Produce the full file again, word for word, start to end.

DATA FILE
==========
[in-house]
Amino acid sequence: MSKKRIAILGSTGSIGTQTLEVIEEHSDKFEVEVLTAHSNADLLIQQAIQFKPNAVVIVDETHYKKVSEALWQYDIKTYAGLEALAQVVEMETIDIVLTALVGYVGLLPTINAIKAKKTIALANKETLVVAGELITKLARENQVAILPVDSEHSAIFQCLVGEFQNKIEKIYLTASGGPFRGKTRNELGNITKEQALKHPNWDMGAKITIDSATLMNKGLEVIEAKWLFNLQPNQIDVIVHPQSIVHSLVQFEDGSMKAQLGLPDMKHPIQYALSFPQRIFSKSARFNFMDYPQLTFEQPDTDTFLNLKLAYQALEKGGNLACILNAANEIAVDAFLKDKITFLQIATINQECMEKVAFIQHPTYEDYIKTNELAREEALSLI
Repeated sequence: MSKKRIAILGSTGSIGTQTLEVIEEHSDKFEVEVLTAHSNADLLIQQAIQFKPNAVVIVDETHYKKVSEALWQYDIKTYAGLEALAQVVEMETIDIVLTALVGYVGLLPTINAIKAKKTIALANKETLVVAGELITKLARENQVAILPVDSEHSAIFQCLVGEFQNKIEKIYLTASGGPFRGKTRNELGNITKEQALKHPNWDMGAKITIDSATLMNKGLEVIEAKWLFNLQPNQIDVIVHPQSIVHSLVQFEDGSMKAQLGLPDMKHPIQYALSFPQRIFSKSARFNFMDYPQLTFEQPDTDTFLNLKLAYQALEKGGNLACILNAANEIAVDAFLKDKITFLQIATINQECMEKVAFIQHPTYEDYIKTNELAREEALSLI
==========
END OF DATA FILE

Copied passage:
[in-house]
Amino acid sequence: MSKKRIAILGSTGSIGTQTLEVIEEHSDKFEVEVLTAHSNADLLIQQAIQFKPNAVVIVDETHYKKVSEALWQYDIKTYAGLEALAQVVEMETIDIVLTALVGYVGLLPTINAIKAKKTIALANKETLVVAGELITKLARENQVAILPVDSEHSAIFQCLVGEFQNKIEKIYLTASGGPFRGKTRNELGNITKEQALKHPNWDMGAKITIDSATLMNKGLEVIEAKWLFNLQPNQIDVIVHPQSIVHSLVQFEDGSMKAQLGLPDMKHPIQYALSFPQRIFSKSARFNFMDYPQLTFEQPDTDTFLNLKLAYQALEKGGNLACILNAANEIAVDAFLKDKITFLQIATINQECMEKVAFIQHPTYEDYIKTNELAREEALSLI
Repeated sequence: MSKKRIAILGSTGSIGTQTLEVIEEHSDKFEVEVLTAHSNADLLIQQAIQFKPNAVVIVDETHYKKVSEALWQYDIKTYAGLEALAQVVEMETIDIVLTALVGYVGLLPTINAIKAKKTIALANKETLVVAGELITKLARENQVAILPVDSEHSAIFQCLVGEFQNKIEKIYLTASGGPFRGKTRNELGNITKEQALKHPNWDMGAKITIDSATLMNKGLEVIEAKWLFNLQPNQIDVIVHPQSIVHSLVQFEDGSMKAQLGLPDMKHPIQYALSFPQRIFSKSARFNFMDYPQLTFEQPDTDTFLNLKLAYQALEKGGNLACILNAANEIAVDAFLKDKITFLQIATINQECMEKVAFIQHPTYEDYIKTNELAREEALSLI